Parisians: An Adventure History of Paris

Front Cover
W.W. Norton, 2010 - History - 475 pages
102 Reviews
This is the Paris you never knew. From the Revolution to the present, Graham Robb has distilled a series of astonishing true narratives, all stranger than fiction, of the lives of the great, the near-great, and the forgotten.

A young artillery lieutenant, strolling through the Palais-Royal, observes disapprovingly the courtesans plying their trade. A particular woman catches his eye; nature takes its course. Later that night Napoleon Bonaparte writes a meticulous account of his first sexual encounter. A well-dressed woman, fleeing the Louvre, takes a wrong turn and loses her way in the nameless streets of the Left Bank. For want of a map—there were no reliable ones at the time—Marie-Antoinette will go to the guillotine.

Baudelaire, the photographer Marville, Baron Haussmann, the real-life Mimi of La Bohème, Proust, Adolf Hitler touring the occupied capital in the company of his generals, Charles de Gaulle (who is suspected of having faked an assassination attempt in Notre Dame)—these and many more are Robb's cast of characters, and the settings range from the quarries and catacombs beneath the streets to the grand monuments to the appalling suburbs ringing the city today. The result is a resonant, intimate history with the power of a great novel.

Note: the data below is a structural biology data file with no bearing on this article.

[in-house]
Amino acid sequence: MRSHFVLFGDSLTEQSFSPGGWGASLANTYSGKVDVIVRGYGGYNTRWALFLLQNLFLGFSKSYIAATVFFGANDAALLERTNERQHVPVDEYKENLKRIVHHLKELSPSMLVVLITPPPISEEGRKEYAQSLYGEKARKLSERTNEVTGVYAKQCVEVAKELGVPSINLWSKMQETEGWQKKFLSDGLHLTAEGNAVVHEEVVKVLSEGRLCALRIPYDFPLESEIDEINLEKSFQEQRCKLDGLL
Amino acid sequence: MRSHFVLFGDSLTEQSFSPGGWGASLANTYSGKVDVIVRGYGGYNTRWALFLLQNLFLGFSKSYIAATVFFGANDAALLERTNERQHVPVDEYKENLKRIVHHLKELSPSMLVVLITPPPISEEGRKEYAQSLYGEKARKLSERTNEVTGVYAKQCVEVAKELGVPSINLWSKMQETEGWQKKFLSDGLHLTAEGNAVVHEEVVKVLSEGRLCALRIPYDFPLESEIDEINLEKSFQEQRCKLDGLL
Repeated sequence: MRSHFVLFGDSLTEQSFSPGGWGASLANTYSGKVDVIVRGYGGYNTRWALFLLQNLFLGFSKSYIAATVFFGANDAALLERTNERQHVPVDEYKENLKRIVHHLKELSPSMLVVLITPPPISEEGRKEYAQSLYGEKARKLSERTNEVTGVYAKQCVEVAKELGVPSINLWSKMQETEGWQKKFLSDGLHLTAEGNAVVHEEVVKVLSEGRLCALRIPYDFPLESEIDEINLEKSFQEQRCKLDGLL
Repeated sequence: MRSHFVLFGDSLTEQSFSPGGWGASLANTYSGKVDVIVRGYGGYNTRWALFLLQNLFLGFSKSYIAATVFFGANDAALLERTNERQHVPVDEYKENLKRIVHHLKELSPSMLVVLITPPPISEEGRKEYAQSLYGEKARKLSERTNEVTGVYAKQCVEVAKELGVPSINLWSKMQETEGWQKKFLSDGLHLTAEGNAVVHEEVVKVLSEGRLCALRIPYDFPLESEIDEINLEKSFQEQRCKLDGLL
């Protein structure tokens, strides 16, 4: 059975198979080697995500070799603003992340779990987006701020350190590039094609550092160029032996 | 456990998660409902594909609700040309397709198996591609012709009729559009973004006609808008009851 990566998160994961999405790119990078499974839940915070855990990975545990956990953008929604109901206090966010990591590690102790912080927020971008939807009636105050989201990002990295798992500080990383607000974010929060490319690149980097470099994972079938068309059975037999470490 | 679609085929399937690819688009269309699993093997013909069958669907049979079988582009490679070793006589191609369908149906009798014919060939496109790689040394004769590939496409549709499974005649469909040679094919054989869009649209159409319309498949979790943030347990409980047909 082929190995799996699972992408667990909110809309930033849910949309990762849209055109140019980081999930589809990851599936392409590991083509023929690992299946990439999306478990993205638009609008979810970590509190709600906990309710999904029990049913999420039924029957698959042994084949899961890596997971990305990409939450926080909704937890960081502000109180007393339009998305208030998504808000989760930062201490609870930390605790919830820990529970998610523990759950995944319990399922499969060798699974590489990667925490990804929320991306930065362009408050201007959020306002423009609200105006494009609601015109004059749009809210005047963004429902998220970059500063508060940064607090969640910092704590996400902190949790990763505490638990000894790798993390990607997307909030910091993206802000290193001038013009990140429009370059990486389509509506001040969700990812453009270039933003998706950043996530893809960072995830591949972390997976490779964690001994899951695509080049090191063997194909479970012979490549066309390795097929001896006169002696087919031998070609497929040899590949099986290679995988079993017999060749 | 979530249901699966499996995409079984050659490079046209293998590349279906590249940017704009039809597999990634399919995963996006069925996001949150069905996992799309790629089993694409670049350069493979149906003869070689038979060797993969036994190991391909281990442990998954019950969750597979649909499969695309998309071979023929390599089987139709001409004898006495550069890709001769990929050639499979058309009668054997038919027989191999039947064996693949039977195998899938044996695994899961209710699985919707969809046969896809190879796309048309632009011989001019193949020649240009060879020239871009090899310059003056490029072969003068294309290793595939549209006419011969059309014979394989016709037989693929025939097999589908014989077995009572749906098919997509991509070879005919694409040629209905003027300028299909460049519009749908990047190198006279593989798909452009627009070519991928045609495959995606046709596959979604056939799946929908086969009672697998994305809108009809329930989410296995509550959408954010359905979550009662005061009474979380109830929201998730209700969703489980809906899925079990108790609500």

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I bought this for research and found a delightful read. - Goodreads
Something about the writing style really turned me off. - Goodreads
The writer of this detailed account is Napoleon. - Goodreads

Review: Parisians: An Adventure History of Paris

User Review  - Rodney - Goodreads

This is a good book, but not one that is easy to recommend. I found myself wondering who the audience was for this. Someone familiar enough with, say, the Communards to follow a story told Memento ... Read full review

Review: Parisians: An Adventure History of Paris

User Review  - Brandon - Goodreads

Some of the stories were great and I really enjoyed them, but the few that were bad were so bad that it almost ruined the book. The Miles Davis chapter was unbearable. Overall, really hard to recommend this. Read full review

About the author (2010)

Graham Robb's two previous books, "Victor Hugo" & "Balzac," were "New York Times" Notable Books. He lives in Oxford, England.

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